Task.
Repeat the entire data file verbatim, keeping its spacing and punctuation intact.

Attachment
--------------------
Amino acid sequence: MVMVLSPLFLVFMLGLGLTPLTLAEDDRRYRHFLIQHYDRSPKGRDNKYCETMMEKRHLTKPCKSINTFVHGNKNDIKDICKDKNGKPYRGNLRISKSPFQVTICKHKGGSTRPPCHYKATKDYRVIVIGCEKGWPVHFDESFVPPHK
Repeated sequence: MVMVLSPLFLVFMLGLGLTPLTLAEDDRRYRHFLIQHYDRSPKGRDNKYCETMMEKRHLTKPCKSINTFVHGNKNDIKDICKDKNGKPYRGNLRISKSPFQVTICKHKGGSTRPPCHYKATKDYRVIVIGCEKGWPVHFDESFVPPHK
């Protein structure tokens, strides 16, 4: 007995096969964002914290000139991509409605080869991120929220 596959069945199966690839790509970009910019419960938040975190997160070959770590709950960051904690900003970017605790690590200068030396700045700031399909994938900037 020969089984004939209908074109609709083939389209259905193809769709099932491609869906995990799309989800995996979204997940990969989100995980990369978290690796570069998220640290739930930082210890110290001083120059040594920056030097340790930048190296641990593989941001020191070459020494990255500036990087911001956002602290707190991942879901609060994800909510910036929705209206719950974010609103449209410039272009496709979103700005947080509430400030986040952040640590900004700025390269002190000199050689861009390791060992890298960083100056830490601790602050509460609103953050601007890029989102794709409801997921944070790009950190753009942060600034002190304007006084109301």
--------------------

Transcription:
Amino acid sequence: MVMVLSPLFLVFMLGLGLTPLTLAEDDRRYRHFLIQHYDRSPKGRDNKYCETMMEKRHLTKPCKSINTFVHGNKNDIKDICKDKNGKPYRGNLRISKSPFQVTICKHKGGSTRPPCHYKATKDYRVIVIGCEKGWPVHFDESFVPPHK
Repeated sequence: MVMVLSPLFLVFMLGLGLTPLTLAEDDRRYRHFLIQHYDRSPKGRDNKYCETMMEKRHLTKPCKSINTFVHGNKNDIKDICKDKNGKPYRGNLRISKSPFQVTICKHKGGSTRPPCHYKATKDYRVIVIGCEKGWPVHFDESFVPPHK
């Protein structure tokens, strides 16, 4: 007995096969964002914290000139991509409605080869991120929220 596959069945199966690839790509970009910019419960938040975190997160070959770590709950960051904690900003970017605790690590200068030396700045700031399909994938900037 020969089984004939209908074109609709083939389209259905193809769709099932491609869906995990799309989800995996979204997940990969989100995980990369978290690796570069998220640290739930930082210890110290001083120059040594920056030097340790930048190296641990593989941001020191070459020494990255500036990087911001956002602290707190991942879901609060994800909510910036929705209206719950974010609103449209410039272009496709979103700005947080509430400030986040952040640590900004700025390269002190000199050689861009390791060992890298960083100056830490601790602050509460609103953050601007890029989102794709409801997921944070790009950190753009942060600034002190304007006084109301």